Zeranol, three samples of cattle urine out of a total of 236 tested have confirmed positive for residues of zeranol at concentrations of 1 mcg/l, and 30 mcg/l. Four samples of sheep urine out of 145 analysed have also confirmed positive at concentrations of 1mcg/l (2 samples), 2mcg/l, and 7 mcg/l. The samples also contained residues of the fungal mycotoxin zearalenone and its metabolites. The residues detected in 6 of these samples are likely to be the result of feed contamination with ingested toxins from the Fusarium fungus, rather than abuse of zeranol. The farmers will be given advice on avoidance of these residues and the SVS will carry out further investigations.

Nitrofurazone (as the semicarbazide metabolite), six samples out of 176 sheep kidneys analysed revealed residue levels between0.5mcg/l and 0.7 mcg/l. All these results are below the Minimum Required Performance Level of 1 mcg/kg set by the EU Commission. Details of feed and on-farm practices are being collated in attempts at identifying the cause of the residues. Investigations so far have revealed no faults in the storage administration, use of illegal supplies, marking of animals and periods of withdrawal before slaughter. The investigating veterinarians considered cross-contamination from feed or "contamination from some other source". The standard of husbandry on an organic farm in the investigation was rated "very good"; there was no obvious source of nitrofurans on the farm and the record-keeping of movements and medicines was "meticulous


Antimicrobial Screening, a sample of a calf's kidney has been found to contain a residue of oxytetracycline at a concentration of 9,900 mcg/kg (MRL 600 mcg/kg). This case has been referred to DEFRA's Investigation Branch. Toxicologists see no risk to human health from this residue, but there may be some minor disturbance to the gut flora". A further sample of a pig's kidney out of 657 analysed has confirmed positive for a residue of chlortetracycline at 1170 mcg/kg. Results from a follow-up investigation are awaited.

Sulfonamides, one sample of pig's kidney out of 586 analysed has confirmed positive for a residue of sulfadiazine at 2,300 mcg/kg (MRL 100 mcg/kg). It has been referred to the DEFRA Investigation Branch. Available toxicological evidence for sulfadimidine, a similar sulfur-drug, with an ADI (Acceptable Dairy Intake) of 0.05 mcg/kg bodyweight allows a calculation that " a person eating a standard 50g portion of kidney containing the excessive residue would receive a one-off dose of 115 mcg compared with an ADI of 3,000 mcg for a person weighing 60 kg A follow-up investigation of a pig- kidney containing a residual level of sulfonamide at 214 mcg/kg traced the contamination to accidental feeding medicated feed to a finisher pig. The farmer "has issued instructions to all farm workers to ensure that this kind of incident does not recur".

Poultry
Out of a total of 7527 analyses, 41 confirmed positive for residues of drugs.

Nicarbazin, eight further examples of broiler liver has tested positive above the JECFA MRL at concentrations between200 mcg/kg and 2, 410 mcg/kg. The Veterinary Residues Committee has advised "that investigations should concentrate on residues in excess of 1000 mcg/kg". This decision was based on data from investigation undertaken over a number of years. Where residues are confirmed below 1,000mcg/kg the Veterinary Medicines Directive is writing to farmers reminding them of the need " to ensure that these residues are not present in their produce and of the opportunity to attend workshops on how to avoid such residues run by Elanco". (Elanco is the firm supplying nicarbazin). Six farmers have been sent these advisory letters. Investigations into residues above 1,000mcg/kg are being undertaken by the SVS. These residues are "a food contaminant rather than a food safety issue: a person eating a standard 100g [portion of liver containing 3,414 mcg/kg of nicarbazin would receive a one-off dose of 342 mcg compared to an ADI of 24, 000 mcg/kg for a 60 kg person."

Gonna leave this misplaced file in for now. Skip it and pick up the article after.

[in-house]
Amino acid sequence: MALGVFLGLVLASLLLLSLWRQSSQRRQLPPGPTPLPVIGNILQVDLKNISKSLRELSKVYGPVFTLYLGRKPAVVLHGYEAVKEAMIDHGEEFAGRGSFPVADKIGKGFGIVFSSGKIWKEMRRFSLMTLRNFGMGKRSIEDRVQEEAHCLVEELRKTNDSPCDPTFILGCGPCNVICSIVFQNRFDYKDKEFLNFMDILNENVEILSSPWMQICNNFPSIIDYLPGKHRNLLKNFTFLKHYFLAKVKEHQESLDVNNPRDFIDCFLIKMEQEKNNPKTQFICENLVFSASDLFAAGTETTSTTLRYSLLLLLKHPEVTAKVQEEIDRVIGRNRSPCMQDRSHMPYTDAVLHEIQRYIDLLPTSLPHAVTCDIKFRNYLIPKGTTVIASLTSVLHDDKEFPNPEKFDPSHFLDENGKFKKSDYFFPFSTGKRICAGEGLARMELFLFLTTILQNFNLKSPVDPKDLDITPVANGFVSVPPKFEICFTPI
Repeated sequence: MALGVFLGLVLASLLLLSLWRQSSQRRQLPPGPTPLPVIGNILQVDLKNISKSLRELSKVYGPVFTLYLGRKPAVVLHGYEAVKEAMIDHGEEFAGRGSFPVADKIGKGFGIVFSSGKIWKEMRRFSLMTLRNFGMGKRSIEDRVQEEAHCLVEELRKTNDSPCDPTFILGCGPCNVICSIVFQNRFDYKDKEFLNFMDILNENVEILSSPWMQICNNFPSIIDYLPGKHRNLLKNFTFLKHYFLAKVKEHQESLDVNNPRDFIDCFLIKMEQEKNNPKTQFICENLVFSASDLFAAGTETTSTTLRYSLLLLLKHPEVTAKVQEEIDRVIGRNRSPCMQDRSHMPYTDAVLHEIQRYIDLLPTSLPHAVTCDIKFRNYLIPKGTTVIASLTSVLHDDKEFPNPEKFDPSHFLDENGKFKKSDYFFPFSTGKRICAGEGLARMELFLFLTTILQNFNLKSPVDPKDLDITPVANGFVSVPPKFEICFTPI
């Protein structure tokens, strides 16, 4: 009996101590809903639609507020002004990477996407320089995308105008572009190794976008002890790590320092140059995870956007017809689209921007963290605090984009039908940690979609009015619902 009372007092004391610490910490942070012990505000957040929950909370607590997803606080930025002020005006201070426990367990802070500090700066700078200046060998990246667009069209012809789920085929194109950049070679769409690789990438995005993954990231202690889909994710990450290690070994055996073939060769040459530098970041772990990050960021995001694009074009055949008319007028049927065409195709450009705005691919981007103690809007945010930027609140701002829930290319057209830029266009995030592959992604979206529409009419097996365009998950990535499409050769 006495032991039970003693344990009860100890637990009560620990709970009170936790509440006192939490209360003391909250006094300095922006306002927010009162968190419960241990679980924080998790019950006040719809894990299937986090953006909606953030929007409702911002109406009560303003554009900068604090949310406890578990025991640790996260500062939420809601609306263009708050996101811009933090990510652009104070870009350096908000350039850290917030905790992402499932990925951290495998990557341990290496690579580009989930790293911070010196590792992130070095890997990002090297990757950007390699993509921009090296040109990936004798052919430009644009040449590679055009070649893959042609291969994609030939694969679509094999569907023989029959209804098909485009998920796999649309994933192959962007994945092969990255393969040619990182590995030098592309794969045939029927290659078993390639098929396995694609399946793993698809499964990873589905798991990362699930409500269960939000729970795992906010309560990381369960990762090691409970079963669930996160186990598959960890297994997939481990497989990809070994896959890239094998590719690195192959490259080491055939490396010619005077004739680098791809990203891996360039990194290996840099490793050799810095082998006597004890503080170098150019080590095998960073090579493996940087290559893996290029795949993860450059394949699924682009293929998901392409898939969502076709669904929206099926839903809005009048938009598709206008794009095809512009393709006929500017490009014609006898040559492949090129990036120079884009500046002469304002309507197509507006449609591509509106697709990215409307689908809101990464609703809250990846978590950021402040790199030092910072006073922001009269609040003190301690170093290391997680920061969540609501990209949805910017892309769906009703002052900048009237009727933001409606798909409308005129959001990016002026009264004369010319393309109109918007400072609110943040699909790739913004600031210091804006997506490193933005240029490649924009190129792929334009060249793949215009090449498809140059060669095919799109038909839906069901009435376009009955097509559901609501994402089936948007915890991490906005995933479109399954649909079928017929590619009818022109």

The table below gives results of analyses of feed samples undertaken as part of the follow-up investigations.

Analyte
Species
Matrix
Numbers of samples below
LOQ
Numbers of samples positive
Nicarbazine
Broilers
Feed
35
2

Investigations by the SVS into positive residues have found that the use of single bin system is the likeliest cause of positive residues.


Monesin, a further sample of broiler liver has confirmed positive for a residue of monensin at a level of 8mcg/kg. The SVS are carrying out an on-farm investigation into the cause of this residue. This includes further on-farm sampling.

Lasalocid, an on-farm investigation as a result of a residue of 415 mcg/kg in a broiler liver has established the likeliest cause of this contamination was early collection of the birds before withdrawal period had been completed. After the Veterinary Officer's visit the company carried out an investigation. They have reviewed procedures and taken steps to improve controls to ensure this incident is not repeated.

Heavy Metals, a further sample of hen's liver was confirmed positive for a residue of cadmium at 560 mcg/kg. The SVS will be following this up. Cadmium detected earlier in turkey liver as positive is likely to have a nutritional origin: the presence of fishmeal and limestone in the feed are likely sources. In one case (residue 769 mcg/kg) the birds were from a breeding farm and were 55 weeks of age when sent for slaughter, "which would have given considerable time for dietary cadmium to accumulate."

Farmed Fish

In 2004 1,352 analyses had been completed by the laboratory on 1, 333 samples.